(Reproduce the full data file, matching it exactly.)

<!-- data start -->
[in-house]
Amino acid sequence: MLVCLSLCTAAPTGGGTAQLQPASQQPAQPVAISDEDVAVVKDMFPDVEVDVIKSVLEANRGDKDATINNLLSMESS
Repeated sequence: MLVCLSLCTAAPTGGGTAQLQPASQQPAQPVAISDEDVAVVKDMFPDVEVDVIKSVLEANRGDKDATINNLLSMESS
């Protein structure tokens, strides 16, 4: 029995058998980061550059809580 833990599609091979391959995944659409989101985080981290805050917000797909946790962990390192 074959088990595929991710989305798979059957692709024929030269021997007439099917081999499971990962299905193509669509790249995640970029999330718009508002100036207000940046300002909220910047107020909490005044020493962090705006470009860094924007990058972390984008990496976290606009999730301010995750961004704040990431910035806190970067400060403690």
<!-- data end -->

[in-house]
Amino acid sequence: MLVCLSLCTAAPTGGGTAQLQPASQQPAQPVAISDEDVAVVKDMFPDVEVDVIKSVLEANRGDKDATINNLLSMESS
Repeated sequence: MLVCLSLCTAAPTGGGTAQLQPASQQPAQPVAISDEDVAVVKDMFPDVEVDVIKSVLEANRGDKDATINNLLSMESS
């Protein structure tokens, strides 16, 4: 029995058998980061550059809580 833990599609091979391959995944659409989101985080981290805050917000797909946790962990390192 074959088990595929991710989305798979059957692709024929030269021997007439099917081999499971990962299905193509669509790249995640970029999330718009508002100036207000940046300002909220910047107020909490005044020493962090705006470009860094924007990058972390984008990496976290606009999730301010995750961004704040990431910035806190970067400060403690």